Pandemic can't stop nuptials for area newlyweds

Ronald E. Carrington | 5/14/2020, 6 p.m.
When the coronavirus pandemic threatened to disrupt the wedding plans of Dr. Janet West and Rodney Jordan, love proved too ...
Newlyweds Dr. Janet West and Rodney Jordan pause for a photo after exchanging vows April 25 on the deck of their home in Colonial Heights. Photo by Ronald E. Carrington

When the coronavirus pandemic threatened to disrupt the wedding plans of Dr. Janet West and Rodney Jordan, love proved too strong – even during a time of social distancing and rules preventing no more than 10 people in one place at one time.

Dr. West, a pediatrician whose practice, RVA Baby, is located in South Richmond, and Mr. Jordan, an IT specialist in security, had planned to elope on April 25, the anniversary of their first date in 2012.

They were going to marry in Williamsburg, with the bed and breakfast they had reserved making all of the wedding preparations. Dr. West and Mr. Jordan planned to invite family and friends. But that was before COVID-19 shut down most Virginia businesses.

“The inn’s owner called when the pandemic hit, saying they had to shut down and couldn’t host the wedding,” Dr. West said.

Mr. Jordan, learning about the cancellation and understanding the risk, said they could either marry this year or next year on that special anniversary date.

Love won out, and the couple went into overdrive, with just a week to get their wedding together.

It was held on the deck of their Colonial Heights home and witnessed by their blended family – her children, Alayna and twins Jonathan and Jaylen, and his children, Rodney II and Reese.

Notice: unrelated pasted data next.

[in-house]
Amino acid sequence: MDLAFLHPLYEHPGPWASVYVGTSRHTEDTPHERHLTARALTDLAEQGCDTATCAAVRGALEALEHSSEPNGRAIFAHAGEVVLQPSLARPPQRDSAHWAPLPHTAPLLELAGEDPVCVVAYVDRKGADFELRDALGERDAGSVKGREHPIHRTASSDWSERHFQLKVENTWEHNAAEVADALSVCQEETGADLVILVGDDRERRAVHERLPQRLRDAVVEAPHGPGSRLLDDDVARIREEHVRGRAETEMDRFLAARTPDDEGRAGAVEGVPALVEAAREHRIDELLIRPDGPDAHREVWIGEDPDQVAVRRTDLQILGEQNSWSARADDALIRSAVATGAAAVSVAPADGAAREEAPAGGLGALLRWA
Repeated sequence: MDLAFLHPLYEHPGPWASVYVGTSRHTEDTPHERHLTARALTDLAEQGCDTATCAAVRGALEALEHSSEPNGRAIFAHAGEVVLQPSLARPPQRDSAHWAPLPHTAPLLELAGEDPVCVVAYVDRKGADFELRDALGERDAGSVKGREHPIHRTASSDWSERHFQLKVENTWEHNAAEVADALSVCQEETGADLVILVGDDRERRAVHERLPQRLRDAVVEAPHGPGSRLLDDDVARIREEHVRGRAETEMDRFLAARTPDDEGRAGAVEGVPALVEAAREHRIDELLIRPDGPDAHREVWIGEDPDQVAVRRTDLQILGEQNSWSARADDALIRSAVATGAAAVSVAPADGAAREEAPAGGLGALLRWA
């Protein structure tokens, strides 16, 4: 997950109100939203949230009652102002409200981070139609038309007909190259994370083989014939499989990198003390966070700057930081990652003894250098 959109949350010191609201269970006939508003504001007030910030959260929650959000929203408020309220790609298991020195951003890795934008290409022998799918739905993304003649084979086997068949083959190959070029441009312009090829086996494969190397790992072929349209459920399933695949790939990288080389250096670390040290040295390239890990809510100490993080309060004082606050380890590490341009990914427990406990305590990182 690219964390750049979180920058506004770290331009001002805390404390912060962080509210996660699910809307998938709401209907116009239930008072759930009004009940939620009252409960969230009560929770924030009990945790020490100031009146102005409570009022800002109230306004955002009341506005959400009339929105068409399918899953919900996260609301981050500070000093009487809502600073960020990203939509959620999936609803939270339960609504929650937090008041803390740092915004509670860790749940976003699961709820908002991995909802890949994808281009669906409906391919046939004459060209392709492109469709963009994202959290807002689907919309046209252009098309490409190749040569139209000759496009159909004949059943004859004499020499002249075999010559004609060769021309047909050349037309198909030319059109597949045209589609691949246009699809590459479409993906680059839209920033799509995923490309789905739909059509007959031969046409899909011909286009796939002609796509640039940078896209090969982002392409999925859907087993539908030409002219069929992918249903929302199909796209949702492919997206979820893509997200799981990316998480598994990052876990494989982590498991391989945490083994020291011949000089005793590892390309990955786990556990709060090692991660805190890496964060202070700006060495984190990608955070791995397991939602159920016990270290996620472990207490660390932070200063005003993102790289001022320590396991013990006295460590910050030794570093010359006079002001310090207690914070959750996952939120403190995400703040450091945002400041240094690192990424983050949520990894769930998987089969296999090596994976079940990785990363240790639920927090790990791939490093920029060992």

The overcast and sometimes drizzly sky couldn’t dampen the joy. They streamed the ceremony for their extended families to see.

As the couple exchanged vows on the deck, Jaylen sang from just inside the house, while Jonathan played the guitar under a tree in the yard.

With the help and network of their close friend, Dr. Paula Young-Perez, the sacred and memorable ceremony all came together.

“We got the flowers, a trellis for the deck and bought a wedding dress by appointment on Thursday,” Dr. West said. “Oh, the food for the family reception was delivered to the wrong house. It was crazy.”

The afternoon ceremony was capped with a celebratory drive-by of friends and well-wishers. The pandemic was, for the day, an afterthought.

The newlyweds have an optimistic message for people trying to marry during the COVID-19 crisis.

“You can do it. It’s all about the person you love and being one,” Dr. West and Mr. Jordan exclaimed almost in unison.

“Plus, COVID weddings are cheaper.”